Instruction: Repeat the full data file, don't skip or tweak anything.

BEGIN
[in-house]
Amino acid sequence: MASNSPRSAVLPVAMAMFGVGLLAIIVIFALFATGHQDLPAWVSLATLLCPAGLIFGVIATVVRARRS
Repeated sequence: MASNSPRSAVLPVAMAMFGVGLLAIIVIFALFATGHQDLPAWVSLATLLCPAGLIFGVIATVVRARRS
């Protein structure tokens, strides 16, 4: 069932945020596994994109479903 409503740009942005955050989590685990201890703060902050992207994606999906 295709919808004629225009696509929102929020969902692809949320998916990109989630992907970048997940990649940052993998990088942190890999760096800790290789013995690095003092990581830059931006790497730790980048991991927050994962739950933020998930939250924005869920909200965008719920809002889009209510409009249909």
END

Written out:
[in-house]
Amino acid sequence: MASNSPRSAVLPVAMAMFGVGLLAIIVIFALFATGHQDLPAWVSLATLLCPAGLIFGVIATVVRARRS
Repeated sequence: MASNSPRSAVLPVAMAMFGVGLLAIIVIFALFATGHQDLPAWVSLATLLCPAGLIFGVIATVVRARRS
């Protein structure tokens, strides 16, 4: 069932945020596994994109479903 409503740009942005955050989590685990201890703060902050992207994606999906 295709919808004629225009696509929102929020969902692809949320998916990109989630992907970048997940990649940052993998990088942190890999760096800790290789013995690095003092990581830059931006790497730790980048991991927050994962739950933020998930939250924005869920909200965008719920809002889009209510409009249909």